Independent accreditation by Thatcham Research
The UK insurance industry relies on safety and security ratings given to vehicles. This information issued to set insurance premiums.
This includes crash-worthiness, resistance to theft and even rates cyber security of vehicles.
Hence, Thatcham is seen as an independent body, helping to drive forward safety and security. Much of their work has been of great value, undoubtedly saving lives.
However Thatcham also accredits car trackers, in the case of these to their ‘Category5: Stolen Vehicle Recovery’ standard:
“Thatcham Security Certification is a robust verification programme for the assessment and recognition of automotive security products. The certification concentrates on verifying functionality, design and performance of a product.”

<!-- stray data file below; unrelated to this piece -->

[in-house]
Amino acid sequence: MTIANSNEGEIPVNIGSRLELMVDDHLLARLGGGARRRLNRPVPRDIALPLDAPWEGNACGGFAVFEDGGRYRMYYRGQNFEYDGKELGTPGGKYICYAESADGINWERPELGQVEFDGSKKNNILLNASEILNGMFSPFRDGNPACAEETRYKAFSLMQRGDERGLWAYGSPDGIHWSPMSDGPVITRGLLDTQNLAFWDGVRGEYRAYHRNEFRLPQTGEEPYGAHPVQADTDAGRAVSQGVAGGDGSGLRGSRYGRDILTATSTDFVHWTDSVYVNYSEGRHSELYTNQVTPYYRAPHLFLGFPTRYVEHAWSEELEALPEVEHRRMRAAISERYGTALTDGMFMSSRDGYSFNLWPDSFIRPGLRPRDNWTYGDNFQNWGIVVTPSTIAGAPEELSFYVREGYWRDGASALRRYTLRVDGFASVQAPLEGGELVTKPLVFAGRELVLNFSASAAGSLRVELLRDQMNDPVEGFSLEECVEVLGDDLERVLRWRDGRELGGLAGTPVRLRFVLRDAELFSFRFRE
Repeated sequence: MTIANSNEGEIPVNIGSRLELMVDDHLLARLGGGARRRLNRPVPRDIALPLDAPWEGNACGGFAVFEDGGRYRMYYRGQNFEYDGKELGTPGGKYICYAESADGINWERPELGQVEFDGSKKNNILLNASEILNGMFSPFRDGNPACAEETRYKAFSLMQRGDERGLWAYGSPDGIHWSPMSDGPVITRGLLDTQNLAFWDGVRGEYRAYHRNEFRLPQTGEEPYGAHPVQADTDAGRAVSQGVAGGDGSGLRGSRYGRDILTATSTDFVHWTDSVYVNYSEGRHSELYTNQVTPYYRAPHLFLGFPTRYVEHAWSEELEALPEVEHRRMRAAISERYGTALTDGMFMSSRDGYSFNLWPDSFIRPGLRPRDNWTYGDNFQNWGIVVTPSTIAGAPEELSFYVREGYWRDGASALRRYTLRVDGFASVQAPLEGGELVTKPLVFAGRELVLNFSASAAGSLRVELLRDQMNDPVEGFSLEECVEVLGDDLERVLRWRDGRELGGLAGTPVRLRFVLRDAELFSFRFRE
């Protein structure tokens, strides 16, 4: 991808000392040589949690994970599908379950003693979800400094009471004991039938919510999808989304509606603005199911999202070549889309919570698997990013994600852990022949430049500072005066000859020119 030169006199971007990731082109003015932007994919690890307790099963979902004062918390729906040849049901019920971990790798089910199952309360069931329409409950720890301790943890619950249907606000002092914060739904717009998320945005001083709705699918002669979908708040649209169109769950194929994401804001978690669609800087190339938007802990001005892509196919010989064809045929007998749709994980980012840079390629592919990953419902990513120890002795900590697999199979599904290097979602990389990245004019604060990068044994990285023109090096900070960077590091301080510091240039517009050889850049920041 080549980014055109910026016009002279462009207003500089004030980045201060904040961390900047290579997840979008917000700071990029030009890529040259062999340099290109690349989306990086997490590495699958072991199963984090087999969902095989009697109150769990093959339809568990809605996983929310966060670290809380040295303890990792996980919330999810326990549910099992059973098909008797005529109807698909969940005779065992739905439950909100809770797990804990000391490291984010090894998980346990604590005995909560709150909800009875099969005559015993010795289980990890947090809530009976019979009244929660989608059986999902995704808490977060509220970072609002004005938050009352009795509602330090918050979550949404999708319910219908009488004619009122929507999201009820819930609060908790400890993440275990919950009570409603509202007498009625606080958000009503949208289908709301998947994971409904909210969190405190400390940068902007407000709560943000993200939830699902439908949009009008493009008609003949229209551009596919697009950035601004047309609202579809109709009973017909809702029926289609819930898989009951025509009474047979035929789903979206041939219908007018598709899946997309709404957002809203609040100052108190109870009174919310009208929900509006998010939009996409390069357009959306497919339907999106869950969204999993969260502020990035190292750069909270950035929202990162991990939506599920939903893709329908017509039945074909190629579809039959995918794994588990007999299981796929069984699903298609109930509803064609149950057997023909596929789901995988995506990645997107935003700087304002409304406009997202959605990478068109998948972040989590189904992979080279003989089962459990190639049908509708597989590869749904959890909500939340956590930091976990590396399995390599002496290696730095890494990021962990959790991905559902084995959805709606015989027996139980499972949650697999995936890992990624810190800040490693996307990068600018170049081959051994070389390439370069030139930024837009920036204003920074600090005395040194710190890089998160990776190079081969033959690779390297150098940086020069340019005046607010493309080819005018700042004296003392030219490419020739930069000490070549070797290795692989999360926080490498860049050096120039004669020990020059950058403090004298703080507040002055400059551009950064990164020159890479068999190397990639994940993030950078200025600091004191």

We have serious concerns that these products have been certified by an independent expert body. They do not perform the functions intended in a secure manner.
Thatcham gave this statement to us:
The security flaws were only identified through our intervention. We have only looked at a subset of the accredited tracking devices and have only carried out a limited range of testing.
We are very concerned that Thatcham have issued cyber security ratings for vehicles and question what value these have, in light of the glaring omissions seen above.
We also noticed that Thatcham are now publishing security ratings for cars, e.g.
How can anyone have any faith in Thatcham security ratings given the scope of the immobiliser certification process?
We haven’t looked at the firmware on the devices themselves, mostly because we didn’t want to accidentally immobilise one of our own cars and get stuck at work, unable to drive home!!
However, now that we’ve completed the API testing, we will likely remove the devices and see what else there is to find.
There are interfaces with the vehicle CAN for example to facilitate remote immobilising of the car.